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Pacherova, Sona


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2 articles of this author have been cited in the European Press Review so far.


Pravda - Slovakia | 10/04/2006

Diplomatic embarassments

The Slovaks are used to seeing high-ranking foreign politicians mix up their country with Slovenia. Sona Pacherova points out that Slovakia's own presidential office has recently made a number of embarrassing mistakes in its diplomatic dealings. "During a recent visit from his Croatian counterpart, President Gasparovic mixed up Croatia with Serbia, then he called Pope Benedict XVI Pope Dominic. And during a speech at the UN plenary assembly in New York, he called for the 'stabilising of the balcony... I mean Balkan region'." Pacherova goes on to recall another incident involving a high-ranking government official. In his opening speech at the ceremony for the appointment of the new culture minister, the head of the presidential office referred to the president as the "Prime Minister of the Slovakian Socialist Republic”.

Pravda - Slovakia | 21/03/2006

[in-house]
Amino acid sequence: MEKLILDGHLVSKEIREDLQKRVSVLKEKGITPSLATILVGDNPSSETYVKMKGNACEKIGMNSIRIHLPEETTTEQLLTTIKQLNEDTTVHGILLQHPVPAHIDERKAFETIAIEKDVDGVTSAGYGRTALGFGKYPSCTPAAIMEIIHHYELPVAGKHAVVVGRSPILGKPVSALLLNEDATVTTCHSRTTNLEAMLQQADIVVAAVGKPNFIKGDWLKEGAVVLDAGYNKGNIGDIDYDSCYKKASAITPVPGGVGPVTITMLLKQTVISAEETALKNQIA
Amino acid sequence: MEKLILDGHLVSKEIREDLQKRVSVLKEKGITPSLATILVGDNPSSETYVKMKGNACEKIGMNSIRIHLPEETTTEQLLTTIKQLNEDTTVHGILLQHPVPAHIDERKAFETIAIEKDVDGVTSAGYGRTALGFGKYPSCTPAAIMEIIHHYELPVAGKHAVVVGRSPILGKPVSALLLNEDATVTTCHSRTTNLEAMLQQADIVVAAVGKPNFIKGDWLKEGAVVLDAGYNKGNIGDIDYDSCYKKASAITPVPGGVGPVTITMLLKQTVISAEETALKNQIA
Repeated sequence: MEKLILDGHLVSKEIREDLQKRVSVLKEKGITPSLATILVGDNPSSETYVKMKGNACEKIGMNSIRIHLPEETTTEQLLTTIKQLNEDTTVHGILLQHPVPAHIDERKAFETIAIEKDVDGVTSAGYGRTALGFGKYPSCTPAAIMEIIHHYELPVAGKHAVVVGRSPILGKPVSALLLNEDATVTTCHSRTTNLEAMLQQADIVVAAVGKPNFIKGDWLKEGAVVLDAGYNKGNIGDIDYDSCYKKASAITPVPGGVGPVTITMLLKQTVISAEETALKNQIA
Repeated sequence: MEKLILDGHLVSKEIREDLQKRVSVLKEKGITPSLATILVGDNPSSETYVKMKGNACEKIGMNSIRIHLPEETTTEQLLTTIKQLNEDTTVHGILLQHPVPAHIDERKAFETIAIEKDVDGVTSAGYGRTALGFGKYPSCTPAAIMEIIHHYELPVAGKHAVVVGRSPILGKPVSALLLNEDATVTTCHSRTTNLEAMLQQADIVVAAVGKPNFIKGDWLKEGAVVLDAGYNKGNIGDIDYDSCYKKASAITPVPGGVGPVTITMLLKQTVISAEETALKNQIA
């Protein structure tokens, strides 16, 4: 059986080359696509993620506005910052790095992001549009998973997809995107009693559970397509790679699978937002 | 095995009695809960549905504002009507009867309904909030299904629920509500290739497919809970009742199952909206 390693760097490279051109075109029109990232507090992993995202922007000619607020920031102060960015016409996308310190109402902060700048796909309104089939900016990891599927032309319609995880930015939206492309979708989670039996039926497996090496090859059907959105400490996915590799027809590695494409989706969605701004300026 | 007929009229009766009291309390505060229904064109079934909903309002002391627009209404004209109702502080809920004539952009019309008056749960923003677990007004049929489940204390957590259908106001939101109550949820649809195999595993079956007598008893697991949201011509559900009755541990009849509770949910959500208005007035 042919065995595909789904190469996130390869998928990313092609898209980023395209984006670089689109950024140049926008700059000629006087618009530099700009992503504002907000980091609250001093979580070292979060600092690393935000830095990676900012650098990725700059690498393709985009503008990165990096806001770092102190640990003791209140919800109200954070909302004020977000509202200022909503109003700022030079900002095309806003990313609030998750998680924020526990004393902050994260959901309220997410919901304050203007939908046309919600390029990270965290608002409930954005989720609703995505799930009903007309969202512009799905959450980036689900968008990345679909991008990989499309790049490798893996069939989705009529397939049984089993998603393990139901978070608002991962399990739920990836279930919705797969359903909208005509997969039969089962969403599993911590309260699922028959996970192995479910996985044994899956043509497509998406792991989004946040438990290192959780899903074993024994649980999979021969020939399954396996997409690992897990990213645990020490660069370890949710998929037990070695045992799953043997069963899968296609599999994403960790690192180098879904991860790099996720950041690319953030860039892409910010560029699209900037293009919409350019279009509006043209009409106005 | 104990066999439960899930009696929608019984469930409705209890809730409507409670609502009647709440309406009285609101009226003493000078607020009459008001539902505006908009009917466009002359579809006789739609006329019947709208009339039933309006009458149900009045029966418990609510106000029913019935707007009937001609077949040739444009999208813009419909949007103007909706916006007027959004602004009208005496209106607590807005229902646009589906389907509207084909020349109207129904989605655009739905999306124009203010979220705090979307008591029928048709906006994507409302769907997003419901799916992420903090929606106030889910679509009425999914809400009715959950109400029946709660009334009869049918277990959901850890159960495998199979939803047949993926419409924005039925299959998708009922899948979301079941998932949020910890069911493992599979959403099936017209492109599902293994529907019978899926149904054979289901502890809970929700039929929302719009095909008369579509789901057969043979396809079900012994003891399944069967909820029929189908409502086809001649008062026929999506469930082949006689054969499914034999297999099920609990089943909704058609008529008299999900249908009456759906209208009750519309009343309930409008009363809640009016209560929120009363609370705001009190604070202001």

An underground station without a train

In the Slovakian capital of Bratislava people have long dreamed of building an underground train network to solve the city's traffic problems. In 2003, however, the plans were sorrowfully put aside because the country lacked the financial backing. So the recent news that Bratislava's first underground train station will be ready in a few years time – albeit without the requisite train network – was all the more surprising. "This is no joke," the newspaper writes. "The city recently transferred a large piece of land to the Ballymore Eurovea company with instructions to build a metro station in line with its plans for a new city centre on the banks of the Danube. Deputy mayor Karol Kolada explains the measure as follows: 'It's true that it's not feasible to build a metro network at the moment, but it could become feasible in the future. So to prevent the city from scoring an own goal, we're insisting that the new city centre be built in such a way that one day it can be linked up to an underground train network.'"

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